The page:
The Vagina Chronicles

The modern history of female sexuality has been plagued with misinformation, embarrassment, and sexual frustration. And that is no less true today than it was before a sexual revolution that failed to liberate women's sexuality.

NEW YORK – Has there really been a sexual revolution? One of the themes that I explore in my new book, Vagina: A New Biography, is that the West’s supposedly sexually liberated societies, in which sexual images and content are available everywhere, have not really been all that liberating for women. Many of the reactions to my book tend to confirm that belief.

Many responses were positive: the book is Publishers Weekly’s top science book of the fall. But the tone of some of the criticism – from “mystic woo-woo about the froo froo” to “bad news for everybody who has one” – suggests that even a culture in which millions of women are devouring a novel about sadomasochism, Fifty Shades of Grey, still has problems discussing women’s sexuality in a positive, empowering way.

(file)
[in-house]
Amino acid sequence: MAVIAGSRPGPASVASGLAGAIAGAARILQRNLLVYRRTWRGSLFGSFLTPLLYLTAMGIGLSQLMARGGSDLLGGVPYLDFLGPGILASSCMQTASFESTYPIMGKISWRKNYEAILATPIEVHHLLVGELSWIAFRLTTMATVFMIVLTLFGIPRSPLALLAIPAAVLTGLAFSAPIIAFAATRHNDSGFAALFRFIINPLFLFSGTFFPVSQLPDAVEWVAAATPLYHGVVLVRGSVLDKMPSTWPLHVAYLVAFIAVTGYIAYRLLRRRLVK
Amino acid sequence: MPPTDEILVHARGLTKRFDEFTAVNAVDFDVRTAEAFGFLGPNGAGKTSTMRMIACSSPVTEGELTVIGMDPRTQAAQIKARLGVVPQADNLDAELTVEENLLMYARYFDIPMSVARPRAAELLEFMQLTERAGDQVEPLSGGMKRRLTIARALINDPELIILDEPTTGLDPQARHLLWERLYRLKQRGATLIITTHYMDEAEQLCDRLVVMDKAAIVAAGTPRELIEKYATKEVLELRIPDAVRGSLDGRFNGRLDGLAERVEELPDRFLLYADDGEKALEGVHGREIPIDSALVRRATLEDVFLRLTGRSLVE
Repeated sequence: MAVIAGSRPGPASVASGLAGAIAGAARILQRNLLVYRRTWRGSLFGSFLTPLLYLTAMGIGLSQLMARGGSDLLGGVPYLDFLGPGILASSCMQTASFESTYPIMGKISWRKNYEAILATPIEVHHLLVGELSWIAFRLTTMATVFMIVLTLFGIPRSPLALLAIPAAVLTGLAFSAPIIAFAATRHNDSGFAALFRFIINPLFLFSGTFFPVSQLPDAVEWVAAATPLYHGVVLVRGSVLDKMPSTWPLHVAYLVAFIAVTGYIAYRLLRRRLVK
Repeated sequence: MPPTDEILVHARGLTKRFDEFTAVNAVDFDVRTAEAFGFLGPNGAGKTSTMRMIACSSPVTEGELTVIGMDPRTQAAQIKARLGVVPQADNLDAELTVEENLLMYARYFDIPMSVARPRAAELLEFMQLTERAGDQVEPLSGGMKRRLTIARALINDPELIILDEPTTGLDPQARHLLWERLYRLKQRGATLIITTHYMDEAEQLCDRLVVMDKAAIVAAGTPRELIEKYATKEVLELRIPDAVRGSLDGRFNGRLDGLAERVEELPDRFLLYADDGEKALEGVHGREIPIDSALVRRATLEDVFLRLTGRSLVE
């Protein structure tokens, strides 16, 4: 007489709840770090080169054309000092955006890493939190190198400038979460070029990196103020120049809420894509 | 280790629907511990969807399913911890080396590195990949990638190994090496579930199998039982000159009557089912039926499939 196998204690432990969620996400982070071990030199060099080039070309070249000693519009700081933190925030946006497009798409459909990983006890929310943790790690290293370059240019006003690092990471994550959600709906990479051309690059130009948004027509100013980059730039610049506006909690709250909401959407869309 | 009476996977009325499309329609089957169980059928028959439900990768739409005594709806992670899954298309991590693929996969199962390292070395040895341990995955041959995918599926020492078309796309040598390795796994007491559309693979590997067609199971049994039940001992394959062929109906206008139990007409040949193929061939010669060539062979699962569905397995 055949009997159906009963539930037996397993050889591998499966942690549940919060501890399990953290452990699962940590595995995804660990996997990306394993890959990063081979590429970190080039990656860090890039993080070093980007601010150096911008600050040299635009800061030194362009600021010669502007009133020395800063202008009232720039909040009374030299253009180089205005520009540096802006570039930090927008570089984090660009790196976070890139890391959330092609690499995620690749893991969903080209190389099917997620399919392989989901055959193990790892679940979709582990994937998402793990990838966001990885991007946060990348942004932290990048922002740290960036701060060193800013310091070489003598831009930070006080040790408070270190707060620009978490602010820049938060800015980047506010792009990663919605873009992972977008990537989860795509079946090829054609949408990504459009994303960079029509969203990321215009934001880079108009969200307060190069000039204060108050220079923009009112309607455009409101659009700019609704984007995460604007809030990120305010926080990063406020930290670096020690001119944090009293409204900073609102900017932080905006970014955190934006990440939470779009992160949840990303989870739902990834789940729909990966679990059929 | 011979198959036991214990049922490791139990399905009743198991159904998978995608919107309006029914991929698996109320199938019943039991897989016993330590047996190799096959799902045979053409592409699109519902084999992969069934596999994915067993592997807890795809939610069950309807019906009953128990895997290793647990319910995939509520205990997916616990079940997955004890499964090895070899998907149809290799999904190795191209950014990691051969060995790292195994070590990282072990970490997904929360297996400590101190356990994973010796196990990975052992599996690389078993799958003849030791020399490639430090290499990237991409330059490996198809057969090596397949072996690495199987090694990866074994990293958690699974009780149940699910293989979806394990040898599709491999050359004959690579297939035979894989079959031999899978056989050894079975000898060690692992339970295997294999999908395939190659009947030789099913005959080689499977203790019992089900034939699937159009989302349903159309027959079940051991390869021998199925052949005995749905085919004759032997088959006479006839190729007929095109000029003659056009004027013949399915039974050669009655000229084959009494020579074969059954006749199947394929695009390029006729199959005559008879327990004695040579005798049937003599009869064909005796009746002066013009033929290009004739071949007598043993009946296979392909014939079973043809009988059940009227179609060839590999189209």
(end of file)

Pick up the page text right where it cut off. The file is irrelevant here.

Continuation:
We need to have that conversation. Around the world, many women are targeted because of their sexuality: they are genitally mutilated, married off as children, raped with impunity, stoned for “fornication” and other sexual offenses, and told that their desire makes them sinful and worthy of abuse. Natasha Walter, who works with refugee women in London, reports that most of the persecution they are fleeing is sexual – and that the law does not validate the grounds for their asylum applications. Our societies do not take seriously women’s sexual integrity or crimes against it.

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